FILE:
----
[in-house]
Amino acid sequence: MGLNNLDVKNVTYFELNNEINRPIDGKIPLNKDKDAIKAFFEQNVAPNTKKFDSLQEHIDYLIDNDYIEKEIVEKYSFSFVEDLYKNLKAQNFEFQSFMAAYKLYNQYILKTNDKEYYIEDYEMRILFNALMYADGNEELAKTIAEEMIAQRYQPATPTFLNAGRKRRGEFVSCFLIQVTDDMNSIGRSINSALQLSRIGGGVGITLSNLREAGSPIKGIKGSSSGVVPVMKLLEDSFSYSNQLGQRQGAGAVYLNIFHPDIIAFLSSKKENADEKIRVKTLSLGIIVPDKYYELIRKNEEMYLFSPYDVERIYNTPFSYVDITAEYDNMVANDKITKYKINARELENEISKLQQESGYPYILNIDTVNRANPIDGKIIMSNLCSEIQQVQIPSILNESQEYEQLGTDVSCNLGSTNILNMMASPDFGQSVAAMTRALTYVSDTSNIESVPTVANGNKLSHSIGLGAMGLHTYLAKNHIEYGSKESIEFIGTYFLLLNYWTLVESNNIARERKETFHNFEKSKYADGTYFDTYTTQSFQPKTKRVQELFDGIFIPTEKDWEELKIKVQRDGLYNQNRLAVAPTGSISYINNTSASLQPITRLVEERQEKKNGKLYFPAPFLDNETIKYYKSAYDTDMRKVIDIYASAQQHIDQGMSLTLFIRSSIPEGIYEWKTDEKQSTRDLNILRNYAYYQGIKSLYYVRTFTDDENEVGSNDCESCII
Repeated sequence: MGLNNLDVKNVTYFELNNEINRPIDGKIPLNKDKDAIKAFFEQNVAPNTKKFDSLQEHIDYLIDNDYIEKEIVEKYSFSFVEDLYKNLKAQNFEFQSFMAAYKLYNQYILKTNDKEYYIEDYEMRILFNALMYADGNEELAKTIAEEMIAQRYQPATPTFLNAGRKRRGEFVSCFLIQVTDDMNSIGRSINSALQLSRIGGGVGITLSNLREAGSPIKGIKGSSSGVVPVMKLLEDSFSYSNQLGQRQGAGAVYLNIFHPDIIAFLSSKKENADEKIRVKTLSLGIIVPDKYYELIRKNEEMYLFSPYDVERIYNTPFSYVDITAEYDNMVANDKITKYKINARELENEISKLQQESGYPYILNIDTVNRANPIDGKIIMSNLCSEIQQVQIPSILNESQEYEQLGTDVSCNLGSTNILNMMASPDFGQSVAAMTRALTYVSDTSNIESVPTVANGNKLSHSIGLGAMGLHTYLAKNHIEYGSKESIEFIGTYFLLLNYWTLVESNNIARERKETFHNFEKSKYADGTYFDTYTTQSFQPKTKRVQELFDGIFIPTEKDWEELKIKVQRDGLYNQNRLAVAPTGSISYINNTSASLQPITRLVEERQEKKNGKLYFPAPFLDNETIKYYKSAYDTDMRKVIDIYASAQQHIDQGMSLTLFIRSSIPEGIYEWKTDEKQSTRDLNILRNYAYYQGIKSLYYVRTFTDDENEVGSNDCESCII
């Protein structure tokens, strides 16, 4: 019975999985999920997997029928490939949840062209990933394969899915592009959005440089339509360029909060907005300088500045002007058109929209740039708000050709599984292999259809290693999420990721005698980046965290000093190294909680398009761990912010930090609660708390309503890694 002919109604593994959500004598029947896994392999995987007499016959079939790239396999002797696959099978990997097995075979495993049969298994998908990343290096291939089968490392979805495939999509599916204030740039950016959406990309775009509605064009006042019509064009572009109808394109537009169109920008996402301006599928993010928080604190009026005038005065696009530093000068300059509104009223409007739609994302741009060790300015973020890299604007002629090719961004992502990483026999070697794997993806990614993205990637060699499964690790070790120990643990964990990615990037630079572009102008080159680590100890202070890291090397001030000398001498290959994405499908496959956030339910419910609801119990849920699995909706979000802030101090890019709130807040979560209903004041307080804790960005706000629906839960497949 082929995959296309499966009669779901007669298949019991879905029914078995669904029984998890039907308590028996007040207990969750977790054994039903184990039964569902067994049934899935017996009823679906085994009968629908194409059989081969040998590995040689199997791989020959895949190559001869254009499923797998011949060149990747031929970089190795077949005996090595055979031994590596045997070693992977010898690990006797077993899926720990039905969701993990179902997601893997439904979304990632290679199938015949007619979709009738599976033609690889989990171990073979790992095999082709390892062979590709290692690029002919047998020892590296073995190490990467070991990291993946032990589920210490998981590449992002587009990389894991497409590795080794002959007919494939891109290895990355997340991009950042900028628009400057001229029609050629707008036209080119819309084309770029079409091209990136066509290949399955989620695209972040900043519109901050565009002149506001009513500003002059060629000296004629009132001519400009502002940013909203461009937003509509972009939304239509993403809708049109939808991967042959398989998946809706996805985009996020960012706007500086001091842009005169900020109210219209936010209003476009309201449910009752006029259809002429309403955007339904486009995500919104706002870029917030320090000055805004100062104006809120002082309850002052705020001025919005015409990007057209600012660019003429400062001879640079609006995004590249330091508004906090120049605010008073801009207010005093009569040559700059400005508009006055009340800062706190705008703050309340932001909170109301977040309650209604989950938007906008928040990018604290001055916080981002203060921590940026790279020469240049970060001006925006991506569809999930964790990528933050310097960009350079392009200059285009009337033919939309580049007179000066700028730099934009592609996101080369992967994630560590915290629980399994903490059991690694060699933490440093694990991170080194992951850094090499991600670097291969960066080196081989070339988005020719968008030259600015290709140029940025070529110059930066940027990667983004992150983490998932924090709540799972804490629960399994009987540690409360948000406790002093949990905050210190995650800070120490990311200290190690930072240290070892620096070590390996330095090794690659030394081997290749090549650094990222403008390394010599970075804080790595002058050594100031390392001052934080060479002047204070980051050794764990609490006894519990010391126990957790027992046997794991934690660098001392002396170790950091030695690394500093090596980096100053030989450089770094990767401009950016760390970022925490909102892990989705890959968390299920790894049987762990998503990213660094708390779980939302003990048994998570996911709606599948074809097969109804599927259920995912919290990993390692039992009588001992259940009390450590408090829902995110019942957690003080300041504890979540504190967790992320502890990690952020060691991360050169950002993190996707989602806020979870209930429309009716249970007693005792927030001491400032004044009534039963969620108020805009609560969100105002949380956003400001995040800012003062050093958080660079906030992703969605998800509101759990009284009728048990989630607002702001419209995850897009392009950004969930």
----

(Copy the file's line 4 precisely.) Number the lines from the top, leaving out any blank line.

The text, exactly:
């Protein structure tokens, strides 16, 4: 019975999985999920997997029928490939949840062209990933394969899915592009959005440089339509360029909060907005300088500045002007058109929209740039708000050709599984292999259809290693999420990721005698980046965290000093190294909680398009761990912010930090609660708390309503890694 002919109604593994959500004598029947896994392999995987007499016959079939790239396999002797696959099978990997097995075979495993049969298994998908990343290096291939089968490392979805495939999509599916204030740039950016959406990309775009509605064009006042019509064009572009109808394109537009169109920008996402301006599928993010928080604190009026005038005065696009530093000068300059509104009223409007739609994302741009060790300015973020890299604007002629090719961004992502990483026999070697794997993806990614993205990637060699499964690790070790120990643990964990990615990037630079572009102008080159680590100890202070890291090397001030000398001498290959994405499908496959956030339910419910609801119990849920699995909706979000802030101090890019709130807040979560209903004041307080804790960005706000629906839960497949 082929995959296309499966009669779901007669298949019991879905029914078995669904029984998890039907308590028996007040207990969750977790054994039903184990039964569902067994049934899935017996009823679906085994009968629908194409059989081969040998590995040689199997791989020959895949190559001869254009499923797998011949060149990747031929970089190795077949005996090595055979031994590596045997070693992977010898690990006797077993899926720990039905969701993990179902997601893997439904979304990632290679199938015949007619979709009738599976033609690889989990171990073979790992095999082709390892062979590709290692690029002919047998020892590296073995190490990467070991990291993946032990589920210490998981590449992002587009990389894991497409590795080794002959007919494939891109290895990355997340991009950042900028628009400057001229029609050629707008036209080119819309084309770029079409091209990136066509290949399955989620695209972040900043519109901050565009002149506001009513500003002059060629000296004629009132001519400009502002940013909203461009937003509509972009939304239509993403809708049109939808991967042959398989998946809706996805985009996020960012706007500086001091842009005169900020109210219209936010209003476009309201449910009752006029259809002429309403955007339904486009995500919104706002870029917030320090000055805004100062104006809120002082309850002052705020001025919005015409990007057209600012660019003429400062001879640079609006995004590249330091508004906090120049605010008073801009207010005093009569040559700059400005508009006055009340800062706190705008703050309340932001909170109301977040309650209604989950938007906008928040990018604290001055916080981002203060921590940026790279020469240049970060001006925006991506569809999930964790990528933050310097960009350079392009200059285009009337033919939309580049007179000066700028730099934009592609996101080369992967994630560590915290629980399994903490059991690694060699933490440093694990991170080194992951850094090499991600670097291969960066080196081989070339988005020719968008030259600015290709140029940025070529110059930066940027990667983004992150983490998932924090709540799972804490629960399994009987540690409360948000406790002093949990905050210190995650800070120490990311200290190690930072240290070892620096070590390996330095090794690659030394081997290749090549650094990222403008390394010599970075804080790595002058050594100031390392001052934080060479002047204070980051050794764990609490006894519990010391126990957790027992046997794991934690660098001392002396170790950091030695690394500093090596980096100053030989450089770094990767401009950016760390970022925490909102892990989705890959968390299920790894049987762990998503990213660094708390779980939302003990048994998570996911709606599948074809097969109804599927259920995912919290990993390692039992009588001992259940009390450590408090829902995110019942957690003080300041504890979540504190967790992320502890990690952020060691991360050169950002993190996707989602806020979870209930429309009716249970007693005792927030001491400032004044009534039963969620108020805009609560969100105002949380956003400001995040800012003062050093958080660079906030992703969605998800509101759990009284009728048990989630607002702001419209995850897009392009950004969930």